Texas A&M University-Kingsville Ground breaking held for new music building at Texas A&M-Kingsville
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Ground breaking held for new music building at Texas A&M-Kingsville

Posted on Wednesday, September 20, 2017


Javelina Nation came together today, Tuesday, Sept. 19, to officially break ground for the new music education complex at Texas A&M University-Kingsville. The initial ceremony was held inside Jones Auditorium, adjacent to the construction site, and the action moved outdoors for the official turning of the soil.

The building is being built by SpawGlass. Craig Reynolds of Brown Reynolds Watford Architects in Dallas is the principal architect. The basic building will cost $47.9 million with additional costs of $13.7 million for infrastructure, technology, fees and furnishings.

 “This is a happy day for Javelina Nation and one we have been looking forward to for a long time,” said Dr. Steven H. Tallant, university president. “Because our music program is so successful, it has outgrown their current building that is nearly 60 years old. We will be able to accommodate more students and faculty, comfortably in our new building.”

“The music department is very excited about our new facility and what it will mean for our students and programs,” said Dr. Paul Hageman, Regents Professor and chair of the music department. “This state-of-the-art music building will allow us to continue to grow and expand our programs; to host music conferences, concerts and events; to provide a modern teaching environment in our classrooms; to enhance our ensemble programs with dedicated rehearsal halls; and to provide our students with the practice facilities they need. In essence, the new facilities will allow our students and programs to reach new heights of excellence in ways we could only dream about before.”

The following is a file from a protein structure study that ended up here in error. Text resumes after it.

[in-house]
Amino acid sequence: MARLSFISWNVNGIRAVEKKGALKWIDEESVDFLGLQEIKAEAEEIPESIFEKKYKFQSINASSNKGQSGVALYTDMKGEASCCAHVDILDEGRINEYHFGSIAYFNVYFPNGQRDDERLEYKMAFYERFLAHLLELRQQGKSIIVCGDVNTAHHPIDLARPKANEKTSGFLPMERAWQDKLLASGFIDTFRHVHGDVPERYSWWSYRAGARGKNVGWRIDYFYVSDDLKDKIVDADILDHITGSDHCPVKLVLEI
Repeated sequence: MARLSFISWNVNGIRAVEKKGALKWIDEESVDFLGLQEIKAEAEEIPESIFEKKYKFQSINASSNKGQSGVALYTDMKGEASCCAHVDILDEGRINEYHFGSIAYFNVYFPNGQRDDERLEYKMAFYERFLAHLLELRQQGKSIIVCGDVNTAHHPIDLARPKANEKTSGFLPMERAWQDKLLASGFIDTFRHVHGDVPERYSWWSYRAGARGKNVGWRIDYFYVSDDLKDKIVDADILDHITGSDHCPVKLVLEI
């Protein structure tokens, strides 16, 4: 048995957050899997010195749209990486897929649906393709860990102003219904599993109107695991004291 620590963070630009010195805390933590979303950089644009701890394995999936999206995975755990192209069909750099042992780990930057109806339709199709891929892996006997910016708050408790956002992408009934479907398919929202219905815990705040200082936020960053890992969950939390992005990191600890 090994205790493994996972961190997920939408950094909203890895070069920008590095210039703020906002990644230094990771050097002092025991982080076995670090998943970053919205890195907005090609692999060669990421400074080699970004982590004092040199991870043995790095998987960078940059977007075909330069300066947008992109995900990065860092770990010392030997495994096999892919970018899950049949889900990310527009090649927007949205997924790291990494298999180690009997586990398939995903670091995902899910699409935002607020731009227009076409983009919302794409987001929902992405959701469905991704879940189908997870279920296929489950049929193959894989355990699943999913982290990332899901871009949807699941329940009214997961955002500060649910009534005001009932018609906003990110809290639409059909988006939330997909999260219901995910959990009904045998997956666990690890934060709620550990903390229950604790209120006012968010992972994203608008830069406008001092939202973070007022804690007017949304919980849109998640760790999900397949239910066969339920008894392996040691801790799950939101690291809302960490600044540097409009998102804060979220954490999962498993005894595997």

The university was awarded $60 million in Capital Construction Revenue Bonds from the state to build a new music building. It will be nearly triple in size from the current building from 32,000 square feet to 90,000 square feet. It will have a 450-500-seat performance hall, a 100-seat recital/lecture hall, four large rehearsal halls for band, choir, orchestra and jazz band and three chamber music/methods halls. 

It also will include 48 student practice rooms, 32 faculty studios/offices, five classrooms, two student study areas, one computer music lab, one electronic keyboard lab, one recording studio and one administrative office suite. 

The new building will replace the Bellamah Music Building that was built in 1959 to accommodate 100 students and 12 faculty members. As the program has grown and succeeded, it currently houses 250 students and 30 faculty members.


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